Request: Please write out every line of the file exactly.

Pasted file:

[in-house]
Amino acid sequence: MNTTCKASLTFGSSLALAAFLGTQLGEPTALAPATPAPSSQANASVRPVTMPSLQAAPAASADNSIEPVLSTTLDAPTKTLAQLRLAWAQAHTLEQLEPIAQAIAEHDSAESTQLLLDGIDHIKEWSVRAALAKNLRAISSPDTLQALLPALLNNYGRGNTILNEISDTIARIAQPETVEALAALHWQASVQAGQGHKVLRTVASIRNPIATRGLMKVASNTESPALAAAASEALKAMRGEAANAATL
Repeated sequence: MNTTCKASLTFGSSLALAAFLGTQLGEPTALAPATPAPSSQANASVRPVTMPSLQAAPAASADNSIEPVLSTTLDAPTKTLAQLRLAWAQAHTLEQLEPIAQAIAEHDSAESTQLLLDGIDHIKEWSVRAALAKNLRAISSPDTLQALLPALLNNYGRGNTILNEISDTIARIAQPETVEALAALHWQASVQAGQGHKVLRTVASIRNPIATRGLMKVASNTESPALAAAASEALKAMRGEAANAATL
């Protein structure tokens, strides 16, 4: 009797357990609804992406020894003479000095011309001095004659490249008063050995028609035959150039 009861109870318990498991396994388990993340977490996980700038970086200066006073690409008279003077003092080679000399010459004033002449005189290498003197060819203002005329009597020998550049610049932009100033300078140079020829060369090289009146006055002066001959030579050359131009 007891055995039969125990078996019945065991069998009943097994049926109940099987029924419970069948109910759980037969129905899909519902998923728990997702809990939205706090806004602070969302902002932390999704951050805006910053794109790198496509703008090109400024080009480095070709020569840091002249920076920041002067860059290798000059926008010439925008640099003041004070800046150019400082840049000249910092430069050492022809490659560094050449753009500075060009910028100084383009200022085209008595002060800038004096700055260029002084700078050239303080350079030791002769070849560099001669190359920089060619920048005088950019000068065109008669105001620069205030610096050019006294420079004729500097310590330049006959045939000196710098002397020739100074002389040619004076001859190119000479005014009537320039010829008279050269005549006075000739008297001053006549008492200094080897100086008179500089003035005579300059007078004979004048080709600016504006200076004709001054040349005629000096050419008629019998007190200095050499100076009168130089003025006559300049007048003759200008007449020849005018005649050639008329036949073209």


[in-house]
Amino acid sequence: MNTTCKASLTFGSSLALAAFLGTQLGEPTALAPATPAPSSQANASVRPVTMPSLQAAPAASADNSIEPVLSTTLDAPTKTLAQLRLAWAQAHTLEQLEPIAQAIAEHDSAESTQLLLDGIDHIKEWSVRAALAKNLRAISSPDTLQALLPALLNNYGRGNTILNEISDTIARIAQPETVEALAALHWQASVQAGQGHKVLRTVASIRNPIATRGLMKVASNTESPALAAAASEALKAMRGEAANAATL
Repeated sequence: MNTTCKASLTFGSSLALAAFLGTQLGEPTALAPATPAPSSQANASVRPVTMPSLQAAPAASADNSIEPVLSTTLDAPTKTLAQLRLAWAQAHTLEQLEPIAQAIAEHDSAESTQLLLDGIDHIKEWSVRAALAKNLRAISSPDTLQALLPALLNNYGRGNTILNEISDTIARIAQPETVEALAALHWQASVQAGQGHKVLRTVASIRNPIATRGLMKVASNTESPALAAAASEALKAMRGEAANAATL
């Protein structure tokens, strides 16, 4: 009797357990609804992406020894003479000095011309001095004659490249008063050995028609035959150039 009861109870318990498991396994388990993340977490996980700038970086200066006073690409008279003077003092080679000399010459004033002449005189290498003197060819203002005329009597020998550049610049932009100033300078140079020829060369090289009146006055002066001959030579050359131009 007891055995039969125990078996019945065991069998009943097994049926109940099987029924419970069948109910759980037969129905899909519902998923728990997702809990939205706090806004602070969302902002932390999704951050805006910053794109790198496509703008090109400024080009480095070709020569840091002249920076920041002067860059290798000059926008010439925008640099003041004070800046150019400082840049000249910092430069050492022809490659560094050449753009500075060009910028100084383009200022085209008595002060800038004096700055260029002084700078050239303080350079030791002769070849560099001669190359920089060619920048005088950019000068065109008669105001620069205030610096050019006294420079004729500097310590330049006959045939000196710098002397020739100074002389040619004076001859190119000479005014009537320039010829008279050269005549006075000739008297001053006549008492200094080897100086008179500089003035005579300059007078004979004048080709600016504006200076004709001054040349005629000096050419008629019998007190200095050499100076009168130089003025006559300049007048003759200008007449020849005018005649050639008329036949073209």